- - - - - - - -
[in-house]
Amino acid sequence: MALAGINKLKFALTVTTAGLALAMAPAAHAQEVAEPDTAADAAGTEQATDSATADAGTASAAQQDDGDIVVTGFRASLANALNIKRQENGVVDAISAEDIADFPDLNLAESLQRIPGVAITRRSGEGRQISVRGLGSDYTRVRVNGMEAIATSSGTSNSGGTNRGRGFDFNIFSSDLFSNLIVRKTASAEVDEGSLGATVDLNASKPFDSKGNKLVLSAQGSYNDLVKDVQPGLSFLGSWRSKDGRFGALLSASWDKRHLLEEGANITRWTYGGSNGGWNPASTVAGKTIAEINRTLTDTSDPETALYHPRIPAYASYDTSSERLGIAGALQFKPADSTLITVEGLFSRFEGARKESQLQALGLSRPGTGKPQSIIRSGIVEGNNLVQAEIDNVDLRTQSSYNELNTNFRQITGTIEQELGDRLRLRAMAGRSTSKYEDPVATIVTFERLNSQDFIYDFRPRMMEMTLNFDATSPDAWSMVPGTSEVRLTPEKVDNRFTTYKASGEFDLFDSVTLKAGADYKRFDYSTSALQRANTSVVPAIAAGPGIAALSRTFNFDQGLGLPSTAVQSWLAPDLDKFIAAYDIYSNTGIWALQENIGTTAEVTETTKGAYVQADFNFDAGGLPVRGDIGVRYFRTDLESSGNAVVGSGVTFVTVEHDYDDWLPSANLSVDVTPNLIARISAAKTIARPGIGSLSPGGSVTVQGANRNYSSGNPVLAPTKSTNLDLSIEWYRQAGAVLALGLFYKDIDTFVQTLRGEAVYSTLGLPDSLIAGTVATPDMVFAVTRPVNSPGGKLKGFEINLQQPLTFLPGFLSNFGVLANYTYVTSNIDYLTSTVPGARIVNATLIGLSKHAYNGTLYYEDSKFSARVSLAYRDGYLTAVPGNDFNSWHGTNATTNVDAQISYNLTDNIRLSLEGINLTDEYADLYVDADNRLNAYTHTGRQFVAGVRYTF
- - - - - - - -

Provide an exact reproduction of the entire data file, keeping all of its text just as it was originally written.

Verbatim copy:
[in-house]
Amino acid sequence: MALAGINKLKFALTVTTAGLALAMAPAAHAQEVAEPDTAADAAGTEQATDSATADAGTASAAQQDDGDIVVTGFRASLANALNIKRQENGVVDAISAEDIADFPDLNLAESLQRIPGVAITRRSGEGRQISVRGLGSDYTRVRVNGMEAIATSSGTSNSGGTNRGRGFDFNIFSSDLFSNLIVRKTASAEVDEGSLGATVDLNASKPFDSKGNKLVLSAQGSYNDLVKDVQPGLSFLGSWRSKDGRFGALLSASWDKRHLLEEGANITRWTYGGSNGGWNPASTVAGKTIAEINRTLTDTSDPETALYHPRIPAYASYDTSSERLGIAGALQFKPADSTLITVEGLFSRFEGARKESQLQALGLSRPGTGKPQSIIRSGIVEGNNLVQAEIDNVDLRTQSSYNELNTNFRQITGTIEQELGDRLRLRAMAGRSTSKYEDPVATIVTFERLNSQDFIYDFRPRMMEMTLNFDATSPDAWSMVPGTSEVRLTPEKVDNRFTTYKASGEFDLFDSVTLKAGADYKRFDYSTSALQRANTSVVPAIAAGPGIAALSRTFNFDQGLGLPSTAVQSWLAPDLDKFIAAYDIYSNTGIWALQENIGTTAEVTETTKGAYVQADFNFDAGGLPVRGDIGVRYFRTDLESSGNAVVGSGVTFVTVEHDYDDWLPSANLSVDVTPNLIARISAAKTIARPGIGSLSPGGSVTVQGANRNYSSGNPVLAPTKSTNLDLSIEWYRQAGAVLALGLFYKDIDTFVQTLRGEAVYSTLGLPDSLIAGTVATPDMVFAVTRPVNSPGGKLKGFEINLQQPLTFLPGFLSNFGVLANYTYVTSNIDYLTSTVPGARIVNATLIGLSKHAYNGTLYYEDSKFSARVSLAYRDGYLTAVPGNDFNSWHGTNATTNVDAQISYNLTDNIRLSLEGINLTDEYADLYVDADNRLNAYTHTGRQFVAGVRYTF